United Nations: Two Yazidi women activists who escaped the Islamic State (IS) group in Iraq won the European Parliament’s prestigious Sakharov human rights prize on Thursday, European sources told AFP.
The prize will be awarded to Nadia Murad and Lamia Haji Bashar during a midday session of the assembly in Strasbourg, France, the sources said shortly before the official announcement.
Icons in their own right
The women have become figureheads for the effort to protect the Yazidi community after having survived a nightmare captivity at the hands of the jihadists.
Exiled Turkish journalist Can Dundar and Crimean Tatar activist Mustafa Dzhemilev were also shortlisted for prestigious award.
Named after dissident Soviet scientist Andrei Sakharov, who died in 1989, the prize is awarded every year to honour individuals who combat intolerance, fanaticism and oppression, often falling foul of their governments as a result.
Last year, the European Parliament awarded the prize to Saudi Arabian blogger Raif Badawi, jailed for “insulting” Islam.
Faces of Yazidis didn’t have it easy
Ms. Murad and Ms. Haji Bashar endured a months-long nightmare as sex slaves of the IS before becoming the faces of a campaign to protect their Yazidi people from a genocidal threat.
Ms. Murad, a slight, softly spoken young woman, was taken by the IS from her home village of Kocho near Iraq’s northern town of Sinjar in August 2014 and brought to the city of Mosul.
As a captive of the reviled extremist group, Ms. Murad, who today is 23, said she was tortured and raped.
Converted to Islam
The IS made her disavow her Yazidi faith, an ancient religion with more than half-a-million adherents concentrated near the Syrian border in northern Iraq.
“The first thing they did was they forced us to covert to Islam,” Ms. Murad told AFP in an interview earlier this year at the United Nations in Geneva, through an Arabic translator.
In a December speech at the U.N. Security Council in New York, Ms. Murad recounted her so-called “marriage” to one IS captor. He mocked her, beat her and then ordered her to wear makeup and revealing clothes, she told the council.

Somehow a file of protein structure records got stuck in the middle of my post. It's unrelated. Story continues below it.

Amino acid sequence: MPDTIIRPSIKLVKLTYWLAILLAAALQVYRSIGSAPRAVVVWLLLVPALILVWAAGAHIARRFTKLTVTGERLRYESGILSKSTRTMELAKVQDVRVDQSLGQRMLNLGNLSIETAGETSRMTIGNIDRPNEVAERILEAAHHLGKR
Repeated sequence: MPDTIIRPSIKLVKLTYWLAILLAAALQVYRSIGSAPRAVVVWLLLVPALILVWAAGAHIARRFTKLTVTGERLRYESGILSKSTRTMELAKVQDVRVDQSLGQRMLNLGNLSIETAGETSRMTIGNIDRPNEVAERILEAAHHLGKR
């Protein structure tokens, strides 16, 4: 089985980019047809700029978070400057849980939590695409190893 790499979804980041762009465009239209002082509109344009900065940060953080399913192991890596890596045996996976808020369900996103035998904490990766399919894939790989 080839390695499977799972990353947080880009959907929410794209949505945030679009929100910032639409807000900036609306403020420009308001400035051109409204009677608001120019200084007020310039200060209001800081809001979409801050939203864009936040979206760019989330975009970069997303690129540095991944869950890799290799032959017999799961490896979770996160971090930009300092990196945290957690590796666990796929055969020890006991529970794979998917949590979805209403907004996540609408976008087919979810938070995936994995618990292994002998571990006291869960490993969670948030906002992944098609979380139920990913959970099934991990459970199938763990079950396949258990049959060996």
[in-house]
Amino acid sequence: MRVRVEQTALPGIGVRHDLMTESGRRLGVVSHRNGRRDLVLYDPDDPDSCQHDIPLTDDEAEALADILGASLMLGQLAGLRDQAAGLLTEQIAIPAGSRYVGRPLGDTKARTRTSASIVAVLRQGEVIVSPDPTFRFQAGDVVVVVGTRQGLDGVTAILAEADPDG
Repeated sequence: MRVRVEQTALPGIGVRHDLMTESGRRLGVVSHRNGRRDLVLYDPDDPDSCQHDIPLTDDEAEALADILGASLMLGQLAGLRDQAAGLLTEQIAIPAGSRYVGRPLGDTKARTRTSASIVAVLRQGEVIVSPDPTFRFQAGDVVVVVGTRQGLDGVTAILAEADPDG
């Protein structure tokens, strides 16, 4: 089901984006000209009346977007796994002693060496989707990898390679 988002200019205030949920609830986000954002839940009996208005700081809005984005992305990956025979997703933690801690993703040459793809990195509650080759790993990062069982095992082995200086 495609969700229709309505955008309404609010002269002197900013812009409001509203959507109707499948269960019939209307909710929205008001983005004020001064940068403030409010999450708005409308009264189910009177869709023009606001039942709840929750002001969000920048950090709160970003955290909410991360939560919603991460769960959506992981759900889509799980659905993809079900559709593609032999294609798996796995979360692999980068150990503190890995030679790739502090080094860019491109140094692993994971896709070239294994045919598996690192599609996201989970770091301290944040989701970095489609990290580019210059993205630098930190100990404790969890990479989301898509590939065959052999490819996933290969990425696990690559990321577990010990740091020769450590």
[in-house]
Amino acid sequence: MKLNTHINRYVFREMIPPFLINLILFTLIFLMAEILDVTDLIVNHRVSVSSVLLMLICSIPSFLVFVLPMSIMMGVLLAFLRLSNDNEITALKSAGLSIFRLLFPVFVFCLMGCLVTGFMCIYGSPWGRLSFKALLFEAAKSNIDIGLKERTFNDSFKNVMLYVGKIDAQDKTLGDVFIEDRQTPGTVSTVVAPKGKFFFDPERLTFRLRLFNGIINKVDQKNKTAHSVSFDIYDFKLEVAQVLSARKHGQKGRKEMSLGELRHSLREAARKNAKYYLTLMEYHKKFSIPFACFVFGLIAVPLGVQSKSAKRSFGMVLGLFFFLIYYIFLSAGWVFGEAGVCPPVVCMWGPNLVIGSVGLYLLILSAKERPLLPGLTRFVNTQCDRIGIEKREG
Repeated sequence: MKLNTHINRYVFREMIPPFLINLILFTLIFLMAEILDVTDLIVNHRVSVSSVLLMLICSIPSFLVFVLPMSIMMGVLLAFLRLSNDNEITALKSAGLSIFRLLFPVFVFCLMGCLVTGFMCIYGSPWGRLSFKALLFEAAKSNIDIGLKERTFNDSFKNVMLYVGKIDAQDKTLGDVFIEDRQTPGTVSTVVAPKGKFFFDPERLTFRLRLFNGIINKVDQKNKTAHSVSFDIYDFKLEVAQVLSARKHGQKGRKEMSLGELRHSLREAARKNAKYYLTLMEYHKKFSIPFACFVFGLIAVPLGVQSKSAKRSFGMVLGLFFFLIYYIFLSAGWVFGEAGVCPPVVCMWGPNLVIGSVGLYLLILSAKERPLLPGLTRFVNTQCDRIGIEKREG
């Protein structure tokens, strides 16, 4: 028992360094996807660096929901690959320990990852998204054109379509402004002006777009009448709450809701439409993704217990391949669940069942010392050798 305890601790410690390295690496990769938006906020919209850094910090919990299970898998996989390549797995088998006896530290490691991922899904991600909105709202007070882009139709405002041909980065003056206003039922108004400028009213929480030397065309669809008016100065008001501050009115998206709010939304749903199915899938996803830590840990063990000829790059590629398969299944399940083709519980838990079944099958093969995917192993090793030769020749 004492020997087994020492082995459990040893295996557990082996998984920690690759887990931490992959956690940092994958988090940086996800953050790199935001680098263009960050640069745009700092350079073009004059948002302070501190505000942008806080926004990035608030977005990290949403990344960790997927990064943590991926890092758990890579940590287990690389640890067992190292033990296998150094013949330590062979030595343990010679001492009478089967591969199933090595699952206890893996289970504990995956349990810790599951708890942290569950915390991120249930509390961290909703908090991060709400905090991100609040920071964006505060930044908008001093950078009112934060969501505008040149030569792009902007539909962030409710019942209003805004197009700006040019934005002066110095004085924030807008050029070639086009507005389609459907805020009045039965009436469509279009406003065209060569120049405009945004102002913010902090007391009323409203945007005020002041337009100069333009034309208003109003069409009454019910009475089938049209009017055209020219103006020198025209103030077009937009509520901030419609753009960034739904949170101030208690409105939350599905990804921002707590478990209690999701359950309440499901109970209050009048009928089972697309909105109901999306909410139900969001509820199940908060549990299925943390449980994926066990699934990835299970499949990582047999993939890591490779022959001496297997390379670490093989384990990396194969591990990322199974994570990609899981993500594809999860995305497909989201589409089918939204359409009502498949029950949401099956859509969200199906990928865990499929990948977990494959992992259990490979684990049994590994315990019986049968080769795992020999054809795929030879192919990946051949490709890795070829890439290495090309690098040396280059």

“I was not able to take any more rape and torture,” she said, explaining why she decided to flee.
Ms. Bashar is also from Kocho and was just 16 when she was taken.
“This is a remarkably strong woman who endured things I wouldn’t wish on anyone,” a psychologist who helped arrange for her to receive treatment in Germany, Jan Kizilhan, told AFP. “Many of her close acquaintances and relatives were killed by the IS before her eyes before she was captured, enslaved, sold several times and repeatedly raped along with other Yazidi girls.”
She tried to break free of her captors several times during her 20 months in captivity before finally succeeding.
But even after her escape, Ms. Bashar fell into the hands of an Iraqi hospital director in the town of Hawjiah who also abused and raped her and several other victims. She finally made it out with two friends. But en route to the city of Kirkuk, one trod on a landmine, killing her instantly, said Mirza Dinnayi, founder of the German-Iraqi aid group Air Bridge Iraq.
Mr. Dinnayi has been looking after Ms. Bashar since her arrival in Germany in April. BMs. ashar escaped with her life but suffered horrific burns to her face from the blast, losing her right eye.
‘Genocide must be recognised’
On the run in Mosul — IS’s last remaining stronghold in Iraq — Ms. Murad said she was terrified that no one would take her in. But she ultimately found shelter with a Muslim family in the city.
“They made me an Islamic ID,” which she used to cross the border into Iraqi Kurdistan, she told AFP.
In some respects, Ms. Murad’s life lay in ruins after her harrowing escape.
The 2014 massacre perpetrated against the Yazidis by IS fighters in Sinjar forced tens of thousands to flee and left an already vulnerable community under perilous threat.
United Nations investigators have said the IS assault on the Yazidis was a premeditated effort to exterminate an entire community — crimes that amount to genocide.
She lost her family
Ms. Murad said she lost six brothers and her mother in the Sinjar assault.
While living in a displaced persons’ camp in Kurdistan, Ms. Murad contacted the Yazidi welfare organisation Yazda, which helped her move to Germany to live with her sister.
In speeches and interviews, Ms. Murad has voiced deep frustration with the international community for abandoning her people in the hands of grotesquely violent criminals.
World powers failed to “rescue us from this genocide,” she told AFP after addressing a Human Rights Council side event in June.
“For you to regain the trust of the Yazidis will take a lot of work,” she said at the event. She has become a Goodwill Ambassador for the U.N.’s office on drugs and crime, working for victims of human trafficking.
Wants to become a teacher
Ms. Bashar, for her part, is living with her sister in southern Germany and working towards recovery from her debilitating injuries. She is now able to walk again independently, Mr. Dinnayi said.
She dreams of becoming an elementary school teacher and staying in Germany.
“She is a very lively, funny person with a lot of friends,” Mr. Kizilhan said. “She did not lose her courage and is fighting to survive.”